Aaron: The most important thing for me was my team. I think that without a team behind you, whether that's friends or family or people you meet because you have the same passion, I think that it's just so important to have the reinforcement, the momentum, and the– It's just a shared experience has been at the times where you come to a problem, and it seems insurmountable. Your team is going to help you think it through and come up and over to the other side with the better game in your hands. That's been invaluable to me.
I couldn't have done this game without my great team, but the other thing that I'd like to suggest is that there's a fantastic gaming community online, on Facebook, on Instagram. All these places that you're probably already connected to, they're full of people who are interested in the things that you're interested in. All it takes is for you to introduce yourself and be open-minded, and you can meet some great people and get some great responses.
What was the best money you ever spent as a game designer?
Patrick: All right. So Aaron, let me ask you another question here. What is the best money that you have spent as a game designer?
Aaron: The best money I've spent as a game designer?
Patrick: Like, what is worth every single cent that you've put into it?
Aaron: It had to be going to those Cons. It had to be. We're in New York, GenCon was in Indianapolis. It was a bit of a trek for us. Of course, you're paying for the entire team to go. It wasn't cheap, but it was absolutely worth it.
Eric: Yeah, I'd agree with that. We got so much good feedback data, and it expanded the pool of– It just exposed a bunch of bugs that we just didn't know were there.
What does success in the board game world look like to you?
Patrick: I've also had played testing events where they have been invaluable, so I totally get that. I'll start with you this time, Eric. What success in the board game world look like?
Eric: Success in the board gaming world? Besides everyone, just everyone and their mother purchasing Antematter and having fun with it, we also took painstakingly a lot of time in creating a rich world and lore. Like politics, factions, religions, philosophies, clashing ideologies. We have a huge world behind this game. We also have a comic in tandem being released as a Kickstarter exclusive.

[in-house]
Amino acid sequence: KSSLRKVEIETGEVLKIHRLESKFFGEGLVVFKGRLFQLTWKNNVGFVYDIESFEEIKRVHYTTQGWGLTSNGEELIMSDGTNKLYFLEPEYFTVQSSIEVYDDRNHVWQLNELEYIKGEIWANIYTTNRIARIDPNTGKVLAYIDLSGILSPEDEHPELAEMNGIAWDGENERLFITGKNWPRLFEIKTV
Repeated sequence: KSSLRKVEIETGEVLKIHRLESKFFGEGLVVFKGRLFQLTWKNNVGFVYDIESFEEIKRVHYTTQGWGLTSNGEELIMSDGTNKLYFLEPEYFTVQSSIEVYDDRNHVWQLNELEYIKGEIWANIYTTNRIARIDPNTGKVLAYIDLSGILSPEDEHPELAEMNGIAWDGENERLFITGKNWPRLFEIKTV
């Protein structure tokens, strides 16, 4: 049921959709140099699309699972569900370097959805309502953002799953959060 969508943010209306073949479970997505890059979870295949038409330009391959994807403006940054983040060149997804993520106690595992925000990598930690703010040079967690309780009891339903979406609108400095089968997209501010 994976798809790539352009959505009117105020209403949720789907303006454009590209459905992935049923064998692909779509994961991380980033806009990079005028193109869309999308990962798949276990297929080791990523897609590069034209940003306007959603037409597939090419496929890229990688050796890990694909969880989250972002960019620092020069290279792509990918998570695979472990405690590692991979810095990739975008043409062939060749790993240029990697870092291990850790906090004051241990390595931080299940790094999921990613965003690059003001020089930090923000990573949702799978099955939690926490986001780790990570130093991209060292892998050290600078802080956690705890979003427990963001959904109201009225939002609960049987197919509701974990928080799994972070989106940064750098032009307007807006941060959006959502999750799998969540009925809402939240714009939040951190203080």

All that said, success to me with Antematter is not only do people love playing the game, I would love to be walking by– I don't know, like a school at recess and hearing kids talking, arguing and debating over what faction is cool and what character would beat up another character. Just having a people dive into our world and getting lost in it, and feeling it. Because everything we've designed, we want it to work and feel right, and not just be like “It just happened because the story needed it to happen.” Like everything needs a set up to a degree, we have a very rich world, and I would love for people to get lost in it.
Patrick: I'd love that. What about you, Aaron?
Aaron: As the person who started thinking up this world over 10 years ago, I'd have to agree with Eric that people getting immersed in our world through our game and our comic and the other content we're putting out, that would be a dream for me. When we realized that our first game could be set in the same universe, everything clicked for us as we were developing the game. It gave us some constraints, but also so much inspiration for how to design the game and solve a lot of problems. We've been excited about sharing this world with our fans and getting deeper into it as we build the game and work beyond it.
Patrick: So, I like to end with a game called Overrated/Underrated. Just to give you the gist here, I'm going to give you a word or phrase, and then you have to respond with if you think it is overrated or underrated. If I said “Coffee cups,” you're going to say “Underrated. Because they hold my favorite beverage of the day.” Does that make sense?
Eric: Absolutely, yeah.
Patrick: All right.
Eric: I love it. Bring it on.
Patrick: So listeners, we seem to have lost Aaron. If he comes back, great. If not, Eric's just going to take over. I think this makes you CEO, Eric. Congrats.
Eric: I've been planning for this day for many moons. It was bound to happen.
Patrick: The first one is blackjack. Overrated or underrated?
Patrick: Sorry, give me like a one-sentence reason why.
Eric: It's underrated because some people knock it off for being too simple, but I think if you can make a home movie around it, I think it's underrated. 21 was great, and I loved it.
Patrick: All right. Aaron, if you're back, is blackjack overrated or underrated?
Aaron: I'm back. Definitely underrated. It's so simple, but there's a lot of skill to it. There is just an inherent drama to it that I love. I'm not great at it, but we've been thinking about doing something similar with blackjack like we did with poker and Antematter, seeing if blackjack could serve as the basis for another kind of game.
Eric: Yeah, we have floated that. We've done some testing. It's in the works, perhaps. Maybe. Who knows.
Patrick: Awesome. So this next one, not game related, I'm just going to go with like literally painting a room in your house any color you want. Overrated or underrated?
Eric: Question. Are you alone?
Patrick: As in, do you live alone?
Eric: Yeah. Are you painting this home alone, or do you have–?
Patrick: I want to say that you have to paint it.
Eric: OK. Aaron?